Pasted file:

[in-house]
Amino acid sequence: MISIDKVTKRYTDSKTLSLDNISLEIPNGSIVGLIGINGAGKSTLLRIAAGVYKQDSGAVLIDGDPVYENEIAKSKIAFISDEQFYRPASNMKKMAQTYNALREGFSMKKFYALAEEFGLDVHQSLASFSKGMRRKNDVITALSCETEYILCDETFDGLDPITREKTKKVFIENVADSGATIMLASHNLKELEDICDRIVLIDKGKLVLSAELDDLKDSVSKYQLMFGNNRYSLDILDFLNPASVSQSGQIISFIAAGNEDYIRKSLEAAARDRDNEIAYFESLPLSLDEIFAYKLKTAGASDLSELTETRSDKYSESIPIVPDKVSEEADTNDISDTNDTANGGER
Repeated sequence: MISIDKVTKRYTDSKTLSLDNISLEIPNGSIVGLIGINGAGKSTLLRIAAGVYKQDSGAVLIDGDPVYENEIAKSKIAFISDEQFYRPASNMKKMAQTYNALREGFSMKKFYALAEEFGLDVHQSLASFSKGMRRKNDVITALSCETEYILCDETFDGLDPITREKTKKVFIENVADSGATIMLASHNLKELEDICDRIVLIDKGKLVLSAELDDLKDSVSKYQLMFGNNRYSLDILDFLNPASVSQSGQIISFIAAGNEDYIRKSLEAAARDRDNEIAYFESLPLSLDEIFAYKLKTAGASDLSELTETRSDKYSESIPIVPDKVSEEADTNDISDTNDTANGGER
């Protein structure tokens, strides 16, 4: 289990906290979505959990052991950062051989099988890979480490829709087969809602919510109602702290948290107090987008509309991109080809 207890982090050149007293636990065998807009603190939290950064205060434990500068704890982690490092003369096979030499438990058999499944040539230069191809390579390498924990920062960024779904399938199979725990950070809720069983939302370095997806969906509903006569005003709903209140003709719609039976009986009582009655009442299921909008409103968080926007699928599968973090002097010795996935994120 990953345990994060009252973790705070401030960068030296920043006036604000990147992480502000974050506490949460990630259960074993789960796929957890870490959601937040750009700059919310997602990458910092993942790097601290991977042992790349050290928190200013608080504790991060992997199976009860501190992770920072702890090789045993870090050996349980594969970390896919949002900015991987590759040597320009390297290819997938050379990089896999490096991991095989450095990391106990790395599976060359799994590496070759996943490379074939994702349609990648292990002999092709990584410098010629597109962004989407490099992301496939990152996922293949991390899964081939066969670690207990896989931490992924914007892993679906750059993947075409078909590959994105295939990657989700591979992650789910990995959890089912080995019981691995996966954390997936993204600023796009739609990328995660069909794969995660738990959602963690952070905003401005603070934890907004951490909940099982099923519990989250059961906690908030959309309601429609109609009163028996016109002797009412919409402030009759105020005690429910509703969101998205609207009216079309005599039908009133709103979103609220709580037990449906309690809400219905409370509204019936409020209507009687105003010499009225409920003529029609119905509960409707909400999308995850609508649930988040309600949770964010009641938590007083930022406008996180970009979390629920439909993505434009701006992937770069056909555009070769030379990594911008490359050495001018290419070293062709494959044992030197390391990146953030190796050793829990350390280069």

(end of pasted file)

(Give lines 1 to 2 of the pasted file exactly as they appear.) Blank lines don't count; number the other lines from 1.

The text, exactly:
[in-house]
Amino acid sequence: MISIDKVTKRYTDSKTLSLDNISLEIPNGSIVGLIGINGAGKSTLLRIAAGVYKQDSGAVLIDGDPVYENEIAKSKIAFISDEQFYRPASNMKKMAQTYNALREGFSMKKFYALAEEFGLDVHQSLASFSKGMRRKNDVITALSCETEYILCDETFDGLDPITREKTKKVFIENVADSGATIMLASHNLKELEDICDRIVLIDKGKLVLSAELDDLKDSVSKYQLMFGNNRYSLDILDFLNPASVSQSGQIISFIAAGNEDYIRKSLEAAARDRDNEIAYFESLPLSLDEIFAYKLKTAGASDLSELTETRSDKYSESIPIVPDKVSEEADTNDISDTNDTANGGER